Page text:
So be generous to everyone you meet, and treat everyone politely. Even if your book is somehow guaranteed to be a bestseller, receptionists or interns or emerging writers deserve your respect—and you don’t want them telling their boss or other colleagues that you’d be difficult to work with.
The piece of advice given out most often to budding writers is “Just write!”. This is important advice; writing is a craft, and most of the time, you learn by doing. A lot of the time, your first few projects will be more like practice projects anyway, or they’ll undergo a serious overhaul before you submit them.
However, there are a couple of things you might want to do before investing a large amount of time into a project. It’s always good to be as prepared as possible, and to make sure there won’t be any unexpected obstacles once you’re underway.
Research The Publishing Process
The first thing you want to check out is how what you are writing gets published. You’re not gearing up to get it published right away, but you want to make sure that you’re not going to pour months of effort into something, only to find that you haven’t followed industry protocol.
If you are writing a fiction novel, then yes, most of the time it’s best to write the whole thing before even thinking about approaching anyone. Once you’ve written the full manuscript, typically you’ll get feedback from writing friends, an editor or a mansucript assessment, you’ll rewrite and edit for a while, and then you’ll submit.
However, if it’s a different kind of form, there could be a different process. Nonfiction books, in particular, are often sold via book proposal, as publishers like to have input into the manuscript as it’s being developed. You will need to write sample chapters and a brief, but you won’t necessarily need to write the whole thing. Memoir can be an exception to this rule, as many publishers like it to be treated like a fiction manuscript, but not always.
Often articles and short stories are pitched to publications, though it is possible to submit them once they’ve been written. Entering competitions are also a great option for shorter works (and occasionally longer ones).
Check For Any Legal Issues
For most people, this isn’t something that you need to think about. But just in case, it’s good to go into your project aware of any risks. Things you might need to double check include:
- Using real people, especially if they might be offended by your depiction of them or if anything you’re saying is untrue.
- Anything from another piece of pop culture, including characters, plots, settings (such as fantasy worlds–don’t worry if it’s a real place!) or anything else that is identifiable, especially if it’s not in the public domain.
- Including any and all quotes or other copyrighted material, including poetry, song lyrics, lines from books, and scripts. Again, this is one is especially important to look for if the source isn’t in the public domain.
- Any information, even if true, that you’re not supposed to disclose for legal reasons, especially if you’ve signed a nondisclosure agreement or if it’s from a place you’ve worked.
- Anything else you’re unsure about.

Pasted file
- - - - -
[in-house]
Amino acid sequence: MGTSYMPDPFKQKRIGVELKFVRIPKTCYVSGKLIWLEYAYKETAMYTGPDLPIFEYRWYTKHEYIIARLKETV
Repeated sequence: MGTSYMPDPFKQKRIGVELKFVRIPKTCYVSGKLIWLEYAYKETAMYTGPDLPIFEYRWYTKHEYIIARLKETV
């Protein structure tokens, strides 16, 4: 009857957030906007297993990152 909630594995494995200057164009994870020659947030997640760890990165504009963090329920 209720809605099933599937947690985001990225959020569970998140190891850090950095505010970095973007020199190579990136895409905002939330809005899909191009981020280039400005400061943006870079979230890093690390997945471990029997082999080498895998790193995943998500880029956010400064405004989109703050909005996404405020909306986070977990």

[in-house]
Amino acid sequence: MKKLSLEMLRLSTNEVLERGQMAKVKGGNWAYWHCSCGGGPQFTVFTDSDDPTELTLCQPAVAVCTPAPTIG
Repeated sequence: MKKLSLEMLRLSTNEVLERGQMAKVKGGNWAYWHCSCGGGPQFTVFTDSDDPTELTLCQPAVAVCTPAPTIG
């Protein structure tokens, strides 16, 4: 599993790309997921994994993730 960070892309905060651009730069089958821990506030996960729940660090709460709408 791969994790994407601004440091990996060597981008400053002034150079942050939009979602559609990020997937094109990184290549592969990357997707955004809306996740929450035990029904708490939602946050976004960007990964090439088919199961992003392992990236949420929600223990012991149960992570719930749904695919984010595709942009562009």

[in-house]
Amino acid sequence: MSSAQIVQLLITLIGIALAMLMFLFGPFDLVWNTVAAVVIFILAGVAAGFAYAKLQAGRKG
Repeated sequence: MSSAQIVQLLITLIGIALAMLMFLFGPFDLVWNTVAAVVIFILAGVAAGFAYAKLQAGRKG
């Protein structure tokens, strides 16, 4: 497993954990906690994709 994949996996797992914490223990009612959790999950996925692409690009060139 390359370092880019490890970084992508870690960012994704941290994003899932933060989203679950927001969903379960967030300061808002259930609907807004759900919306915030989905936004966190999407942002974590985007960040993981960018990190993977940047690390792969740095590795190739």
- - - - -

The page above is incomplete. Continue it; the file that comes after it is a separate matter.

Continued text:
Most of the time referencing things like this will be okay, but it really depends how you do it. Of course, we can’t give you legal advice, but ArtsLaw have lots of great information on their site as well as a free legal advice service. You can also contact other writing support organisations.
Understand Your Publishing Rights
Another thing to be aware of is that if you post your writing online, you’ve given away your first publication rights. Basically, if you sell a manuscript or article to a publisher, most of the time they’ll pay for the rights to publish your manuscript for the first time. If it’s already been out there for free (such as on the internet) or for money (if you’ve self-published it), you’ll have already used these rights.
This doesn’t mean you’ve given away the rights to your writing, and no one else can sell or publish your writing without your permission. It does mean that it might make it a bit harder to sell your work to a publisher, even if you end up reworking the piece later.
This isn’t always a bad thing–lots of people have earned publishing deals through gaining a following by posting their writing online or self-publishing it. What is important is making sure you have all the knowledge you need to make a decision. You should also read the terms and conditions of any sites you upload your work to, to make sure they include anything that might
Of course, especially when you’re first starting out, this might not even matter to you. Places where you can post your work online for feedback can be really helpful as you’re learning your craft, so don’t feel pressured to save your work for publication.
Decide if You Want to Join Social Media
This one’s a bit more fun than the others on this list, but most publishers will really appreciate if you get on social media sooner rather than later. There are lots of writing communities online, and plenty of places to make friends and network. Joining now gives you time to experiment with the platforms and share the writing experience with the internet.
Take some time to look at the different platforms, and see where you might fit. For interaction and networking, writers might like Twitter as both a social and networking tool, and there are tons of tools and hashtags for writers. If Twitter’s not your thing, check out Tumblr, Pinterest, Instagram, Snapchat, or any others—more are popping up all the time.